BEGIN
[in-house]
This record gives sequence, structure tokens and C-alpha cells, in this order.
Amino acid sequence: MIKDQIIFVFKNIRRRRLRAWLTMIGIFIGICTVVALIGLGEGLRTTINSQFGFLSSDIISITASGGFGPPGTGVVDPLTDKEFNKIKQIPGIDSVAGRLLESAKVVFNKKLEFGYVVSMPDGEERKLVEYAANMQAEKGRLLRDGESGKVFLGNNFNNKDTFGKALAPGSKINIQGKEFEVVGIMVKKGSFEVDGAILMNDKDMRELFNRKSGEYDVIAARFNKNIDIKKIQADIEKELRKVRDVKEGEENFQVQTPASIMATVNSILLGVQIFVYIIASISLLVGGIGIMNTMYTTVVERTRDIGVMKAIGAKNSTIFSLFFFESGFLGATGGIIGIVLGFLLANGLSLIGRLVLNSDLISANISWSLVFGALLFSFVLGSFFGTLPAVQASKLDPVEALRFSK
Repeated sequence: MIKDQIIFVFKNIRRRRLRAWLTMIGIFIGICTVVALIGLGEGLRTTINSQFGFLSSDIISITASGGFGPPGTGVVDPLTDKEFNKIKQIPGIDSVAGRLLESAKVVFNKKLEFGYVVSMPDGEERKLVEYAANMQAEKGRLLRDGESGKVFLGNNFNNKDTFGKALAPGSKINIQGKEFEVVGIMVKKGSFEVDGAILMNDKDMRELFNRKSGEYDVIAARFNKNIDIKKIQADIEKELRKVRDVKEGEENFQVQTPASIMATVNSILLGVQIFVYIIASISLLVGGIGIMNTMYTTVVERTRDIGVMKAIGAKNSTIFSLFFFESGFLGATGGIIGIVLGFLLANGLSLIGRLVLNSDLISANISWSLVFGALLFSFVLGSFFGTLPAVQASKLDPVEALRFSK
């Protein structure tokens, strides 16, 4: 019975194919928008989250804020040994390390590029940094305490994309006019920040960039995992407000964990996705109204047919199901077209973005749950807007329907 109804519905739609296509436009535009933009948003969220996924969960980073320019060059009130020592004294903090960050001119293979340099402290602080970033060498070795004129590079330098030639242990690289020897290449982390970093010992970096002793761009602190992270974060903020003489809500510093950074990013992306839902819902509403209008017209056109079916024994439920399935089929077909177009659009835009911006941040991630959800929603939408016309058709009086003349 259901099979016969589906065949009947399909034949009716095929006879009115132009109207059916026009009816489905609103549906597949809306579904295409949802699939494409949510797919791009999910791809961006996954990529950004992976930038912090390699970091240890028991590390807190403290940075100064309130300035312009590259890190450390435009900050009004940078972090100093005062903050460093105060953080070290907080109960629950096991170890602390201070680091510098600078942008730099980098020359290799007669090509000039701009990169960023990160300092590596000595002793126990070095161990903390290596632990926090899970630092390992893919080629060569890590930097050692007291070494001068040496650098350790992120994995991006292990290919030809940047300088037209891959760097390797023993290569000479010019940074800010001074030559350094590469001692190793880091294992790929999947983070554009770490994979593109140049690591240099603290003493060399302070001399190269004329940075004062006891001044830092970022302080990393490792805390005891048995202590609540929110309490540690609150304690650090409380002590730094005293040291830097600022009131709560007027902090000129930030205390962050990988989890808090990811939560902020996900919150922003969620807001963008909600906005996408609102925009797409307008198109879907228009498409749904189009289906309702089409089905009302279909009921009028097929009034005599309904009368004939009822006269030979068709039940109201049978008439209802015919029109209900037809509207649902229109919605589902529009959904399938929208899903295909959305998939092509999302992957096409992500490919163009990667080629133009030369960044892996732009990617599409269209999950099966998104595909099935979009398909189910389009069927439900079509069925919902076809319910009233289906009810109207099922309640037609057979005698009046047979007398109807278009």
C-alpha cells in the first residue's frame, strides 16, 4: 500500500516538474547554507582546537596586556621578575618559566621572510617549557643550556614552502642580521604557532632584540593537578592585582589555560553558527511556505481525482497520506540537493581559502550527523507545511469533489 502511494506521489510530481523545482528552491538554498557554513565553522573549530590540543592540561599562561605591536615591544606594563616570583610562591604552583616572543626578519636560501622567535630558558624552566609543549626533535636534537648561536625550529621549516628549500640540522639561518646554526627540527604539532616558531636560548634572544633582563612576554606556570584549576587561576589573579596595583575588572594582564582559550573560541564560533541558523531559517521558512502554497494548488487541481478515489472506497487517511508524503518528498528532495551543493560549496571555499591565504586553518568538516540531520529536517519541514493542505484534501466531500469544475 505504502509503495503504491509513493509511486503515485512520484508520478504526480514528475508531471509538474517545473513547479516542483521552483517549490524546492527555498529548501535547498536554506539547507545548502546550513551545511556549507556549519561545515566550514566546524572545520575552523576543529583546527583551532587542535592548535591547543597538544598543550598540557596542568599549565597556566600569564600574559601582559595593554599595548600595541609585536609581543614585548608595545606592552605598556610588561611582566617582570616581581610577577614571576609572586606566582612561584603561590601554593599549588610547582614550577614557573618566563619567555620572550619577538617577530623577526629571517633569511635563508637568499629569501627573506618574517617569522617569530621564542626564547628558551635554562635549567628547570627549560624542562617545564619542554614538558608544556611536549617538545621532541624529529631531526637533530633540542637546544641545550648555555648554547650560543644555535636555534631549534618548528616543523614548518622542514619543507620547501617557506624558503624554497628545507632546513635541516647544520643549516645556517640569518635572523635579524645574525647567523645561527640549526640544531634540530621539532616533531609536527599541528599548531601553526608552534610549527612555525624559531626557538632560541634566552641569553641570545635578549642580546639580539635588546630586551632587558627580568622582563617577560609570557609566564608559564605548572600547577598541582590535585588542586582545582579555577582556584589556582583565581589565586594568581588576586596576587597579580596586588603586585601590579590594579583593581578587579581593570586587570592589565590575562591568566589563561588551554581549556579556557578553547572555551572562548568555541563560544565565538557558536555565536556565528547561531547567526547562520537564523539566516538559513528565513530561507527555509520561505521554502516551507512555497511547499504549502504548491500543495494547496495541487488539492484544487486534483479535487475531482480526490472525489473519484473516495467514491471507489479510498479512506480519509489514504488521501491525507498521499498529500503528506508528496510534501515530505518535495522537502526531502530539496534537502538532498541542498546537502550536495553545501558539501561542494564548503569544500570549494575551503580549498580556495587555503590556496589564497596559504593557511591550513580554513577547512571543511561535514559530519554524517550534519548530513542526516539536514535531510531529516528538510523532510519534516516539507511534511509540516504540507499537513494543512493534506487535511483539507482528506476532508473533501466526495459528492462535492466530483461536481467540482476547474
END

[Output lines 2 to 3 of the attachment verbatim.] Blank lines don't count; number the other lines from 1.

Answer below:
This record gives sequence, structure tokens and C-alpha cells, in this order.
Amino acid sequence: MIKDQIIFVFKNIRRRRLRAWLTMIGIFIGICTVVALIGLGEGLRTTINSQFGFLSSDIISITASGGFGPPGTGVVDPLTDKEFNKIKQIPGIDSVAGRLLESAKVVFNKKLEFGYVVSMPDGEERKLVEYAANMQAEKGRLLRDGESGKVFLGNNFNNKDTFGKALAPGSKINIQGKEFEVVGIMVKKGSFEVDGAILMNDKDMRELFNRKSGEYDVIAARFNKNIDIKKIQADIEKELRKVRDVKEGEENFQVQTPASIMATVNSILLGVQIFVYIIASISLLVGGIGIMNTMYTTVVERTRDIGVMKAIGAKNSTIFSLFFFESGFLGATGGIIGIVLGFLLANGLSLIGRLVLNSDLISANISWSLVFGALLFSFVLGSFFGTLPAVQASKLDPVEALRFSK